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Google faces antitrust investigation in Texas

EU complaint echoed in US

Google is facing an antitrust investigation in Texas over claims the company unfairly manipulated results on its search engine.

The news was first reported on Friday by Search Engine Land, which said it received a tip that the investigation was underway. Search Engine Land said that Google confirmed the investigation, and five minutes later, Google published a blog post that discusses the matter at length.

"We've recently been approached by Texas Attorney General Greg Abbott’s office, which is conducting an antitrust review of Google," the post read. "We look forward to answering their questions because we’re confident that Google operates in the best interests of our users."

Google did not immediately respond to a request for comment. The Texas Attorney General's office took our call and indicated it would respond by email, but it has yet to do so. The office told Search Engine Land that its policy is not to acknowledge investigations of any kind.

According to Google, Texas Attorney General Greg Abbott has asked the company for information regarding three companies, including UK-based price comparison engine Foundem, which is also the subject of a Google antitrust investigation in the European Union. The other two companies, New York-based TradeComet and Ohio-based myTriggers, also operate vertical search engines, and both have filed their own antitrust lawsuits against Google.

Foundem CEO Shivaun Raff, TradeComet, and MyTriggers did not respond to requests for comment.

With its blog post, Google indicates that the investigation involves questions over the "fairness" of its search engine. "Occasionally, we’re asked about the 'fairness' of our search engine – why do some websites get higher rankings than others?" the post reads. And as it did when it revealed the European Union investigation, the company downplayed such complaints.

"Given that not every website can be at the top of the results, or even appear on the first page of our results, it’s unsurprising that some less relevant, lower quality websites will be unhappy with their ranking," the post continues.

And in another echo of its blog post on the EU investigation, it tied each of the complainants to Microsoft and attempted to discredit each of them. Google pointed out that both TradeComet and MyTriggers are represented by law firms that have also done antitrust work for Microsoft and that Foundem is a member of ICOMP, an online-competition organization partly funded by Microsoft.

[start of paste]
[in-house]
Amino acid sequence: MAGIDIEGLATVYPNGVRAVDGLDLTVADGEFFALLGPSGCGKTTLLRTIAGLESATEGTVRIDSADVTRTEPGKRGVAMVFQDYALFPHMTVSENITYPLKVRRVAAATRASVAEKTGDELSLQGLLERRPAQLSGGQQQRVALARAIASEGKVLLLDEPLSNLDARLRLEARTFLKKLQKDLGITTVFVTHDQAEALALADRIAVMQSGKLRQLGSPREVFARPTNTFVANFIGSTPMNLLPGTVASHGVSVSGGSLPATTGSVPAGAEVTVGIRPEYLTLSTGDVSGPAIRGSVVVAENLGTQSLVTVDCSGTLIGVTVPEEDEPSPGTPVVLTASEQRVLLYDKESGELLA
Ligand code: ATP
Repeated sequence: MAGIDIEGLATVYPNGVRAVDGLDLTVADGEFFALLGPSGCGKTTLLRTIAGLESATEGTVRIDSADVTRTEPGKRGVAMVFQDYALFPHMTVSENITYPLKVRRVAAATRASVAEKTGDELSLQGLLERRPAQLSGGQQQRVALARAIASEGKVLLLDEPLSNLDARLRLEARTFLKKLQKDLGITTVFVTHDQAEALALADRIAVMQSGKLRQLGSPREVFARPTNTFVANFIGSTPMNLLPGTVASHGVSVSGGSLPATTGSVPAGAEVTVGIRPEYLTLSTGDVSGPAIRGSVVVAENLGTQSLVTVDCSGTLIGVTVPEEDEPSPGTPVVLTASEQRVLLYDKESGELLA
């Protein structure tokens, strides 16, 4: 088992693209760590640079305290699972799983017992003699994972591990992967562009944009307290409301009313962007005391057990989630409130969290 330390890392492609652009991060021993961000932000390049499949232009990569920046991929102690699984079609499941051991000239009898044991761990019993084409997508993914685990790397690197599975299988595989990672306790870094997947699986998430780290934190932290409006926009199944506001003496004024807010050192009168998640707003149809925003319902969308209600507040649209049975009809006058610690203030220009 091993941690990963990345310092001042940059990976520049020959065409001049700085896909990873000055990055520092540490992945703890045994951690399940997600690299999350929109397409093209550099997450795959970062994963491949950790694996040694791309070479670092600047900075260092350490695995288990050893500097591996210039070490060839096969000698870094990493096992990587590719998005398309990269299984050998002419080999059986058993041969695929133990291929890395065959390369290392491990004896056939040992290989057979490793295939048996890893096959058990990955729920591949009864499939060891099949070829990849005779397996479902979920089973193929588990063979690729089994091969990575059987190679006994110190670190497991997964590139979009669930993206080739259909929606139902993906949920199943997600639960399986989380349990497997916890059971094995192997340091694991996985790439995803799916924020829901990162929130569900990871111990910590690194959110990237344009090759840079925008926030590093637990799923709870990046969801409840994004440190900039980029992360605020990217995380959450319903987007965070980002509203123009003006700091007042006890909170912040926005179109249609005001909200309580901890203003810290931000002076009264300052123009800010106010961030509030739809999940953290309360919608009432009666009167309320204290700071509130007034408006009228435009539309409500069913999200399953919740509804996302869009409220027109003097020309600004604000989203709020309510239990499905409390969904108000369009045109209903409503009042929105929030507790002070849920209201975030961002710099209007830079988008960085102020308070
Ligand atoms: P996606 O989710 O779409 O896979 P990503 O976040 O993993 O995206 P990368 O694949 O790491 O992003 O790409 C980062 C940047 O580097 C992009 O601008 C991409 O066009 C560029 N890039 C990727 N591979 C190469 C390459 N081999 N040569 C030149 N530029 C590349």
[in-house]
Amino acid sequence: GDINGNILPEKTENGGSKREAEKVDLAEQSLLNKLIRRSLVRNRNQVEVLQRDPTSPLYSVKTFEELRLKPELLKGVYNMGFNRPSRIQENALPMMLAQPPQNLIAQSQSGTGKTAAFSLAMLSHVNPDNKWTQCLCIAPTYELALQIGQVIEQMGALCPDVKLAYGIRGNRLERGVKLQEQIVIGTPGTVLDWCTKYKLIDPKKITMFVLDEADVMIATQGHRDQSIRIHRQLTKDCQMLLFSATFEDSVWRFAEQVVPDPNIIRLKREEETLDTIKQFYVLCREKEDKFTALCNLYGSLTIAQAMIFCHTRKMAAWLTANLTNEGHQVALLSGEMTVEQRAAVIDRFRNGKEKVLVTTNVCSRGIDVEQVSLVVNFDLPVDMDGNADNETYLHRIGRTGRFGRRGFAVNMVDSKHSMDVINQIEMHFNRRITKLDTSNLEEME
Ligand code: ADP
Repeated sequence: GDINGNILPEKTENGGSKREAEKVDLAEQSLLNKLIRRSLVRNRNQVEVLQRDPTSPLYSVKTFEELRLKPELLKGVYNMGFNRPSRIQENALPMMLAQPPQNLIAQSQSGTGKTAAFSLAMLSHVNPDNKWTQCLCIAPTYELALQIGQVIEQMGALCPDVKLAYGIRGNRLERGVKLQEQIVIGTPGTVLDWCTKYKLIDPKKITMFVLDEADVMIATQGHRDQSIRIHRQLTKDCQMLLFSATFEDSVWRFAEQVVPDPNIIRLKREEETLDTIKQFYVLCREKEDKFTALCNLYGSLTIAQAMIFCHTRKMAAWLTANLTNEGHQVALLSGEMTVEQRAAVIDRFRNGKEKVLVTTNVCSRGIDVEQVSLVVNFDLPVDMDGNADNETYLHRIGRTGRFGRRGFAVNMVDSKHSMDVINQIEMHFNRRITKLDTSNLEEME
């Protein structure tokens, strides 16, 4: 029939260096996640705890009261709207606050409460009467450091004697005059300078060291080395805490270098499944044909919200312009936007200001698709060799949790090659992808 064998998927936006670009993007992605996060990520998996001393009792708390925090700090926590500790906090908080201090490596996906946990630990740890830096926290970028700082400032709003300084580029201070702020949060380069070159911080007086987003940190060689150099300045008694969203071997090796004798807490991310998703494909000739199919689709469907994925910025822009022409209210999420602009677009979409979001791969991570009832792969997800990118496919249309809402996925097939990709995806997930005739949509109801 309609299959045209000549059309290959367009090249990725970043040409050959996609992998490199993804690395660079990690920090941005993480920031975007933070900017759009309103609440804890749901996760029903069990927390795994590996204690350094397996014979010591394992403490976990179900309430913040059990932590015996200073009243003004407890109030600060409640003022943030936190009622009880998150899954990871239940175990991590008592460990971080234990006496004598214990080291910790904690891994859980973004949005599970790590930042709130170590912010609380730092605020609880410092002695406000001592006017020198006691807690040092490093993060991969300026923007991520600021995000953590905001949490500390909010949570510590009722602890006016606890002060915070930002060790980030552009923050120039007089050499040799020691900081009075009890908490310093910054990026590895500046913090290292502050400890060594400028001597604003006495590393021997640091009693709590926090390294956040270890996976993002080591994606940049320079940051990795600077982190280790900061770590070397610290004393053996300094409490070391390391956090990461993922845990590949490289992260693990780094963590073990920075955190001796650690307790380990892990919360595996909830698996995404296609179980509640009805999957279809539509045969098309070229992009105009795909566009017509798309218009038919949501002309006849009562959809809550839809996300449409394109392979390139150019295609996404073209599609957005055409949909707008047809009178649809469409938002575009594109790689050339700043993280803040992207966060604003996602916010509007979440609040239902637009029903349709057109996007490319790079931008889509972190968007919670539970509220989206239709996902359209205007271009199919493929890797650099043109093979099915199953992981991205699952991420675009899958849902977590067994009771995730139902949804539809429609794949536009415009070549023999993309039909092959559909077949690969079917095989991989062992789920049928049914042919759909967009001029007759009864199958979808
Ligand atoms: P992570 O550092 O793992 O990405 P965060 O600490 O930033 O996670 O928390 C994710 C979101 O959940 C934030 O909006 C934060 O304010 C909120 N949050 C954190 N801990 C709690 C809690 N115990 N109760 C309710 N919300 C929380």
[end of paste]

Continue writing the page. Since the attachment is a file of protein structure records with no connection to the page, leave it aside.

But Foundem has told The Reg that they approached ICOMP on their own and that their argument against Google is their own.

More importantly, Google's characterization of Foundem's complaint is misleading – if not completely incorrect. According to Google, Foundem claims that "Google's algorithms demote their site because they are a direct competitor to our search engine." But Foundem has never argued against Google's algorithmic decisions, and though for a time, Foundem vanished from Google's search results and its required minimum bid for ad placements skyrocketed, those problems have since been fixed.

It's also worth noting that Foundem is not a direct competitor of Google's main search. Foundem is a price comparison search engine that competes with the sub-search-engine Google Product Search.

Foundem's concern is two-fold: that Google's "Universal Search" setup – in which certain Google services receive prominent placement on results pages – favors those services over everyone else's, and that thanks to Google's use of search whitelists, certain sites aren't subject to the same algorithmic treatment as others.

The argument against Universal Search has an obvious parallel. In essence, Foundem is arguing that much as Microsoft unfairly bundled applications with Windows, Google is unfairly "bundling" its own results on its search engine, which controls an estimated 85 per cent of the market – or more.

Search Engine Land echoes Google's characterization of the matter. "All the companies named above have one thing in common. They are vertical search engines that allege Google is trying to keep them down because of the potential threat they face," it says. But at least in the case of Foundem – who we've spoken to at length about its issues with Google – this does not properly describe the situation.

As Google points out, TradeComet's antitrust case against the company was dismissed. But it does not point out that it was dismissed because it was not brought in the correct venue. The myTriggers case is still pending.

Microsoft has said that it believes Google deserves antitrust scrutiny. But it denies that it has directed antitrust suits against the company. ®

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